GOP senator to stop weapons sales to Gulf region until Qatar crisis heads toward resolution

Sen. Bob Corker (R) of Tennessee warned Monday that the conflicts within the Gulf Cooperation Council inhibit the group from effectively eradicating ISIS.

Aaron P. Bernstein/Reuters
Sen. Bob Corker (R) of Tennessee surrounded by reporters on Capitol Hill in Washington, D.C., May 16, 2017. Senator Corker announced he will block arms sales to Middle Eastern allies until the Gulf crisis is on a clear path to resolution.

An influential senator said Monday that he'll withhold approval of United States weapons sales to several Middle Eastern allies until there is a clear path for settling a diplomatic crisis with Qatar.

Sen. Bob Corker (R) of Tennessee, the chairman of the Foreign Relations Committee, said in a letter to Secretary of State Rex Tillerson that "recent disputes" among members of the Gulf Cooperation Council undermine efforts to combat the Islamic State and counter Iran.

The council is an alliance of six Middle Eastern countries, including Qatar, Saudi Arabia, the United Arab Emirates (UAE), and Bahrain.
Riyadh, along with the UAE, Bahrain, and Egypt, cut ties with Qatar over allegations that it funds terrorism – an accusation Doha rejects but that President Trump has echoed. The move has left Qatar under a de facto blockade by its neighbors.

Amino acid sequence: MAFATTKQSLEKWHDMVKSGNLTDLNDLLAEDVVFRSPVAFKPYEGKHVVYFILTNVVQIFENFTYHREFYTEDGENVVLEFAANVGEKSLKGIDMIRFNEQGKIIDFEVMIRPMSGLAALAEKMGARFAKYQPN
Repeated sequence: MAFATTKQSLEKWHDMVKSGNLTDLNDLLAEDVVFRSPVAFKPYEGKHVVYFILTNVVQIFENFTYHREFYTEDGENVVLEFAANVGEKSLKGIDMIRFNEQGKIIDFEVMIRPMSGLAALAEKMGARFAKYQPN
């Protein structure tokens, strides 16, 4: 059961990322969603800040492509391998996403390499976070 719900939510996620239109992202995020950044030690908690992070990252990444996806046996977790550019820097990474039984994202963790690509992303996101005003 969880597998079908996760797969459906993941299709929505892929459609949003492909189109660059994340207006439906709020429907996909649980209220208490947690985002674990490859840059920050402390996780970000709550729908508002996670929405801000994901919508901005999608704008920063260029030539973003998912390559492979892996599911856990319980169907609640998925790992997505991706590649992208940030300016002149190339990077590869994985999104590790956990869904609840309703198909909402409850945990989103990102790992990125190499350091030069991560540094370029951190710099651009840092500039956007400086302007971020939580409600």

Senator Corker said members of the Gulf council, in the wake of a summit in Saudi Arabia last month with Mr. Trump, "chose to devolve into conflict" instead of seeking to ease regional tension and expand their security cooperation.

"All countries in the region need to do more to combat terrorism, but recent disputes among the GCC countries only serve to hurt efforts to fight [the Islamic State] and counter Iran," Corker wrote.

Once Congress is formally notified by the State Department of the sale of weapons to an ally, lawmakers typically have 30 days to review the transaction. During that period they could pass a joint resolution or take other steps to stop the sale. If they take no action, the sale moves forward.

As chairman of the Foreign Relations Committee, Corker plays a central role in these sales. He told Mr. Tillerson that "before we provide any further clearances during the informal review period on sales of lethal military equipment to the GCC states, we need a better understanding of the path to resolve the current dispute and reunify" the alliance.

Tillerson said in a statement Sunday that several of the demands Saudi Arabia and the other countries have placed on Qatar "will be very difficult to meet." They've insisted that their Persian Gulf neighbor shutter Al-Jazeera, cut back diplomatic ties to Iran and sever all ties with the Muslim Brotherhood.

Tillerson didn't reject the list outright, however. He said the demands include major areas that "provide a basis for ongoing dialogue leading to a resolution." He called for Qatar and the other Arab countries to "sit together" to work through the list. Tillerson also said a "lowering of rhetoric would also help ease the tension."

The Senate earlier this month narrowly rejected a bipartisan attempt to rebuke Saudi Arabia and reject Trump's plan to sell the kingdom more than $500 million in precision-guided munitions. The precision munitions are part of Trump's proposed $110 billion arms package to Riyadh, which the administration said would create US jobs while also improving a key ally's military capability.

Corker backed the sale.

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